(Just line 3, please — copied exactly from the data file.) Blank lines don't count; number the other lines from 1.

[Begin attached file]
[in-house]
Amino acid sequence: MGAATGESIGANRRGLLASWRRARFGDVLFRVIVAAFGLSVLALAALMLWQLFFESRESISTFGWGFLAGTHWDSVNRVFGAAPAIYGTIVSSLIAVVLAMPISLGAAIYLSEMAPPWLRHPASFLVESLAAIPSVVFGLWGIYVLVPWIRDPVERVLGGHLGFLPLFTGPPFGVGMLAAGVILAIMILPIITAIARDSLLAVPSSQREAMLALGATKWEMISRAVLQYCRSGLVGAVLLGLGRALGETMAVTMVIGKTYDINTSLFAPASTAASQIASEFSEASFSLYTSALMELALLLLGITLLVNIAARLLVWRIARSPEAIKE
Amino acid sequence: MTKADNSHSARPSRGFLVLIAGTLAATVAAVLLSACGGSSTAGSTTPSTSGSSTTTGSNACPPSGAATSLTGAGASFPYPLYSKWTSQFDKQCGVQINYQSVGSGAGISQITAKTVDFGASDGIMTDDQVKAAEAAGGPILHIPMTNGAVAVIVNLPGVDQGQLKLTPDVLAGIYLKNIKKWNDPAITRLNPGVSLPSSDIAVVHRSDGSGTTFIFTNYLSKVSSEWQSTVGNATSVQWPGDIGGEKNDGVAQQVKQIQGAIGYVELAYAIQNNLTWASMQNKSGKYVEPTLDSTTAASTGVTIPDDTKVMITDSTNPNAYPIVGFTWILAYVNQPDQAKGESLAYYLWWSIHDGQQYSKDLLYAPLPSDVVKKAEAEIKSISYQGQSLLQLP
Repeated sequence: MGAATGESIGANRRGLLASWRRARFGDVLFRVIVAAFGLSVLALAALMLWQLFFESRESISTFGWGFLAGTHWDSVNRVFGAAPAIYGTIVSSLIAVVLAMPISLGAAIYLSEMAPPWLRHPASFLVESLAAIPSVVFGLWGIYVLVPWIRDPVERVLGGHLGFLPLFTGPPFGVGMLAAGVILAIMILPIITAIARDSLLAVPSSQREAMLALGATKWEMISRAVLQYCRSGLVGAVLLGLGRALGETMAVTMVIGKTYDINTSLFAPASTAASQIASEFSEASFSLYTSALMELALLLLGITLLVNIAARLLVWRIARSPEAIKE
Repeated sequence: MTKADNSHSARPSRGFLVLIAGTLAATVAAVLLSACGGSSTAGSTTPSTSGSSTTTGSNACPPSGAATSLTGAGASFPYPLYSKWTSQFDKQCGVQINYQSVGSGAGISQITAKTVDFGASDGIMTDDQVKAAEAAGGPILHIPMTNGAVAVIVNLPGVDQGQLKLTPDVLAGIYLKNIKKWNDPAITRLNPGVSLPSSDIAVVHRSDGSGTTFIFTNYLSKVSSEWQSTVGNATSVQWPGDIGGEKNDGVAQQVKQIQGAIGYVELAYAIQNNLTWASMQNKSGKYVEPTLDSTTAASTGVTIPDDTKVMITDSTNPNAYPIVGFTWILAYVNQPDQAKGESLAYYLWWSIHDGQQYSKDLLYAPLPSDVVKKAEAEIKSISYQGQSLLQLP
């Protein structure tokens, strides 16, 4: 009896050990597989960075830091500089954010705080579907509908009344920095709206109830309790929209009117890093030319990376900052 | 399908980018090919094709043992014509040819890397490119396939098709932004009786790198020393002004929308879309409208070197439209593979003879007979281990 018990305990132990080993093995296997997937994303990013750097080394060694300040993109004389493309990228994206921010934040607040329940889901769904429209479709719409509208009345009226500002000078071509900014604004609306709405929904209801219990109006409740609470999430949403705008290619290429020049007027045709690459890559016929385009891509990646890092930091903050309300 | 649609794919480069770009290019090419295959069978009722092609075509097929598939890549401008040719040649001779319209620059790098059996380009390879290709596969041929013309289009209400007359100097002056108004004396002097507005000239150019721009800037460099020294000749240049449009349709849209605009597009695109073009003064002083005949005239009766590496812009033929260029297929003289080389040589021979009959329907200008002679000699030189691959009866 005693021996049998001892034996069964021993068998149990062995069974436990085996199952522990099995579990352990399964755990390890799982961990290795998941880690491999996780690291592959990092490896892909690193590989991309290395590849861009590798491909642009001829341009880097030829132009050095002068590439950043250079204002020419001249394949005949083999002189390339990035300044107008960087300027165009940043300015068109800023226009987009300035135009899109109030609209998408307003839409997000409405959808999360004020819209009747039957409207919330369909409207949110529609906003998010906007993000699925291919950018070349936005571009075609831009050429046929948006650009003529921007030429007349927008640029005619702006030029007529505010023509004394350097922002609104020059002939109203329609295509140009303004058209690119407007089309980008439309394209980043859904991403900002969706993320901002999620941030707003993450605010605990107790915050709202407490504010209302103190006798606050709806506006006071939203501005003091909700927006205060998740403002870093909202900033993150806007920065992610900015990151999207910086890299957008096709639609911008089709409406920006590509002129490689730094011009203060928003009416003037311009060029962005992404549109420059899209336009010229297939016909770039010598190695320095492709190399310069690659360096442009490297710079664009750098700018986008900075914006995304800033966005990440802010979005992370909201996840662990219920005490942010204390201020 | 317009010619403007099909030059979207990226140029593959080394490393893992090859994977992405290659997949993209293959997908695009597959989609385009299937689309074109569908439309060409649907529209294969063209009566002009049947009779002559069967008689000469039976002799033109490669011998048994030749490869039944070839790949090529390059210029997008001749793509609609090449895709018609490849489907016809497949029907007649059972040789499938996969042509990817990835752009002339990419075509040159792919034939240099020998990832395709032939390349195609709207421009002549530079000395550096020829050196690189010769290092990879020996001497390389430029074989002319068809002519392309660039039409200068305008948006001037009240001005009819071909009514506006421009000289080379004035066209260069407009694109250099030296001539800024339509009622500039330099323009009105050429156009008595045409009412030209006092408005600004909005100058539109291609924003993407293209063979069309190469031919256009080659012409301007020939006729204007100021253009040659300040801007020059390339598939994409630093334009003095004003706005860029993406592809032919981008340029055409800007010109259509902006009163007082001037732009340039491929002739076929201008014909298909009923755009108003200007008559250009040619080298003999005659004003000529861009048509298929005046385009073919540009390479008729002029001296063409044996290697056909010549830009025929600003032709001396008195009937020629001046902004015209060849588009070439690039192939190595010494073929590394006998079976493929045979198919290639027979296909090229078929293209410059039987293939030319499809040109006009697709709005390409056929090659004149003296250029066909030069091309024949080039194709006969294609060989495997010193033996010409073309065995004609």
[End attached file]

Amino acid sequence: MTKADNSHSARPSRGFLVLIAGTLAATVAAVLLSACGGSSTAGSTTPSTSGSSTTTGSNACPPSGAATSLTGAGASFPYPLYSKWTSQFDKQCGVQINYQSVGSGAGISQITAKTVDFGASDGIMTDDQVKAAEAAGGPILHIPMTNGAVAVIVNLPGVDQGQLKLTPDVLAGIYLKNIKKWNDPAITRLNPGVSLPSSDIAVVHRSDGSGTTFIFTNYLSKVSSEWQSTVGNATSVQWPGDIGGEKNDGVAQQVKQIQGAIGYVELAYAIQNNLTWASMQNKSGKYVEPTLDSTTAASTGVTIPDDTKVMITDSTNPNAYPIVGFTWILAYVNQPDQAKGESLAYYLWWSIHDGQQYSKDLLYAPLPSDVVKKAEAEIKSISYQGQSLLQLP